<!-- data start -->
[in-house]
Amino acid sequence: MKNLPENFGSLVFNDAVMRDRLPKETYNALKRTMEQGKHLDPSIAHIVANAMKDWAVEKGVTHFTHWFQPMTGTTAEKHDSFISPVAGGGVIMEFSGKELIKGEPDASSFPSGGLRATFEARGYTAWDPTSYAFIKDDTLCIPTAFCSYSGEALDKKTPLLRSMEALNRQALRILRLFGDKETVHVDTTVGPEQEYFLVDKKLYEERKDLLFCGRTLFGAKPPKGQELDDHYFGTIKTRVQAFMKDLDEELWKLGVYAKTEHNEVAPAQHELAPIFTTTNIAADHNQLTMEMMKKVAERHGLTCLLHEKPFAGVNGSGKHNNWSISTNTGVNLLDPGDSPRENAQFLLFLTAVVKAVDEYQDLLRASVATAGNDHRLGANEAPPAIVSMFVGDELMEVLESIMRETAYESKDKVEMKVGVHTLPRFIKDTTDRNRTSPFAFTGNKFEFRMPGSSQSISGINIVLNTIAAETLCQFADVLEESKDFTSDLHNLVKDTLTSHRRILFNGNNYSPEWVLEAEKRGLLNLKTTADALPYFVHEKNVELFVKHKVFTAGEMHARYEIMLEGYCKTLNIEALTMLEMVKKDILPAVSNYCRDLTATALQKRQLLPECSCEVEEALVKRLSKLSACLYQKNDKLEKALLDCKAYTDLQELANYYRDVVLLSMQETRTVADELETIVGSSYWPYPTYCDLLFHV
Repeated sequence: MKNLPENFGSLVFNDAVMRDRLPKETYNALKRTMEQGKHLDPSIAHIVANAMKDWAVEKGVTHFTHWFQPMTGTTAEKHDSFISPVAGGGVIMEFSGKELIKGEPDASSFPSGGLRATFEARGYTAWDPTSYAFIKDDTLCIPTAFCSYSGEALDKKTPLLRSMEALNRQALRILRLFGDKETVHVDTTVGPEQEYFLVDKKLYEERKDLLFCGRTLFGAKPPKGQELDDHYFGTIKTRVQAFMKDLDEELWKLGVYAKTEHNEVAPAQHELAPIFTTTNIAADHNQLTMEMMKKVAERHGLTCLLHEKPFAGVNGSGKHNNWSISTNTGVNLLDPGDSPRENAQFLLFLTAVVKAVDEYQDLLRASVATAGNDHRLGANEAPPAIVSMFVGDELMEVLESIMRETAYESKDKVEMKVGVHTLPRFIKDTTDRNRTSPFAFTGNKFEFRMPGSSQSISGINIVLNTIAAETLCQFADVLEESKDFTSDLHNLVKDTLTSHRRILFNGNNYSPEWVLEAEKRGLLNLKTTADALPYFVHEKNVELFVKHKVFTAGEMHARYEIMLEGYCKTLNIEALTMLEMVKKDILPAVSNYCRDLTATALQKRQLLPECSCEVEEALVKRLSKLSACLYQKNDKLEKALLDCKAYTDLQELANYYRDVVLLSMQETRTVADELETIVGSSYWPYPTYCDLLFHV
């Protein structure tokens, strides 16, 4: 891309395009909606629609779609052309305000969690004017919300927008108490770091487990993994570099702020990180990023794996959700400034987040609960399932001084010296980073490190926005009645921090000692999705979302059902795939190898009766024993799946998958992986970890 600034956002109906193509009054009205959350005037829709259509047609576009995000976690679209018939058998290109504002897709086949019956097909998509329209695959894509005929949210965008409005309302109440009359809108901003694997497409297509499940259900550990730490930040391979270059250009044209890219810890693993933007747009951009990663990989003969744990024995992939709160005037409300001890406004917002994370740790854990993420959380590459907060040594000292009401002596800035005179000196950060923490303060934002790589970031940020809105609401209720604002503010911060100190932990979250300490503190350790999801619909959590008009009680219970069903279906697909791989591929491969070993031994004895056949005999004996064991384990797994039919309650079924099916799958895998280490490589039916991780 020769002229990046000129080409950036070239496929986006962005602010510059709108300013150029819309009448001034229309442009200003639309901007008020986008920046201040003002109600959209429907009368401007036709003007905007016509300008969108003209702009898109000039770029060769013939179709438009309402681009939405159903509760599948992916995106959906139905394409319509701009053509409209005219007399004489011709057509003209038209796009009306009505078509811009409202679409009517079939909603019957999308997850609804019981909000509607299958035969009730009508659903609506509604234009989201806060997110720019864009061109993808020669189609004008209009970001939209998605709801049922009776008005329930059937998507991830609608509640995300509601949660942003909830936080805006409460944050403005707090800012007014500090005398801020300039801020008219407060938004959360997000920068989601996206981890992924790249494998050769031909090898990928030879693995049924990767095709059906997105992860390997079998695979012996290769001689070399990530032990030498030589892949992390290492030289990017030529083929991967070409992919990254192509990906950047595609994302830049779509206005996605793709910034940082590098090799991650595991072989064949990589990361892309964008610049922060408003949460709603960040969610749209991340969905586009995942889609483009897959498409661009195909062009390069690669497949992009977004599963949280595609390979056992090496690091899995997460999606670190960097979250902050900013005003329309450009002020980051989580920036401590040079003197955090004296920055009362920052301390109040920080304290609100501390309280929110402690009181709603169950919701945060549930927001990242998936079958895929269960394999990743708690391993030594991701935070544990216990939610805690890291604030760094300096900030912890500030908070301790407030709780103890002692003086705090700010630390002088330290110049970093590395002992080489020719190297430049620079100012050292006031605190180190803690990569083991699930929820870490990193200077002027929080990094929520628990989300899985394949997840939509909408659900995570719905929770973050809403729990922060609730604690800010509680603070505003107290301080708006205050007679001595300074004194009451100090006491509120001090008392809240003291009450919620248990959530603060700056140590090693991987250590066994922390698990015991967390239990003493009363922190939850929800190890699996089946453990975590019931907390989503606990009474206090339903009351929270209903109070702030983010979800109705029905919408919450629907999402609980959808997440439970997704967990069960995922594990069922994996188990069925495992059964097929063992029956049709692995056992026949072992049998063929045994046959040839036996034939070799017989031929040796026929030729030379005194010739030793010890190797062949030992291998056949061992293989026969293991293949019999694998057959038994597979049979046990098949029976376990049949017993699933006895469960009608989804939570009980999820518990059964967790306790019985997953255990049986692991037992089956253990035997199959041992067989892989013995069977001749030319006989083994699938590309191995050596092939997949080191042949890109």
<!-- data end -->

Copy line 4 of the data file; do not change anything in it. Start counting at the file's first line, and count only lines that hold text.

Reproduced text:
């Protein structure tokens, strides 16, 4: 891309395009909606629609779609052309305000969690004017919300927008108490770091487990993994570099702020990180990023794996959700400034987040609960399932001084010296980073490190926005009645921090000692999705979302059902795939190898009766024993799946998958992986970890 600034956002109906193509009054009205959350005037829709259509047609576009995000976690679209018939058998290109504002897709086949019956097909998509329209695959894509005929949210965008409005309302109440009359809108901003694997497409297509499940259900550990730490930040391979270059250009044209890219810890693993933007747009951009990663990989003969744990024995992939709160005037409300001890406004917002994370740790854990993420959380590459907060040594000292009401002596800035005179000196950060923490303060934002790589970031940020809105609401209720604002503010911060100190932990979250300490503190350790999801619909959590008009009680219970069903279906697909791989591929491969070993031994004895056949005999004996064991384990797994039919309650079924099916799958895998280490490589039916991780 020769002229990046000129080409950036070239496929986006962005602010510059709108300013150029819309009448001034229309442009200003639309901007008020986008920046201040003002109600959209429907009368401007036709003007905007016509300008969108003209702009898109000039770029060769013939179709438009309402681009939405159903509760599948992916995106959906139905394409319509701009053509409209005219007399004489011709057509003209038209796009009306009505078509811009409202679409009517079939909603019957999308997850609804019981909000509607299958035969009730009508659903609506509604234009989201806060997110720019864009061109993808020669189609004008209009970001939209998605709801049922009776008005329930059937998507991830609608509640995300509601949660942003909830936080805006409460944050403005707090800012007014500090005398801020300039801020008219407060938004959360997000920068989601996206981890992924790249494998050769031909090898990928030879693995049924990767095709059906997105992860390997079998695979012996290769001689070399990530032990030498030589892949992390290492030289990017030529083929991967070409992919990254192509990906950047595609994302830049779509206005996605793709910034940082590098090799991650595991072989064949990589990361892309964008610049922060408003949460709603960040969610749209991340969905586009995942889609483009897959498409661009195909062009390069690669497949992009977004599963949280595609390979056992090496690091899995997460999606670190960097979250902050900013005003329309450009002020980051989580920036401590040079003197955090004296920055009362920052301390109040920080304290609100501390309280929110402690009181709603169950919701945060549930927001990242998936079958895929269960394999990743708690391993030594991701935070544990216990939610805690890291604030760094300096900030912890500030908070301790407030709780103890002692003086705090700010630390002088330290110049970093590395002992080489020719190297430049620079100012050292006031605190180190803690990569083991699930929820870490990193200077002027929080990094929520628990989300899985394949997840939509909408659900995570719905929770973050809403729990922060609730604690800010509680603070505003107290301080708006205050007679001595300074004194009451100090006491509120001090008392809240003291009450919620248990959530603060700056140590090693991987250590066994922390698990015991967390239990003493009363922190939850929800190890699996089946453990975590019931907390989503606990009474206090339903009351929270209903109070702030983010979800109705029905919408919450629907999402609980959808997440439970997704967990069960995922594990069922994996188990069925495992059964097929063992029956049709692995056992026949072992049998063929045994046959040839036996034939070799017989031929040796026929030729030379005194010739030793010890190797062949030992291998056949061992293989026969293991293949019999694998057959038994597979049979046990098949029976376990049949017993699933006895469960009608989804939570009980999820518990059964967790306790019985997953255990049986692991037992089956253990035997199959041992067989892989013995069977001749030319006989083994699938590309191995050596092939997949080191042949890109």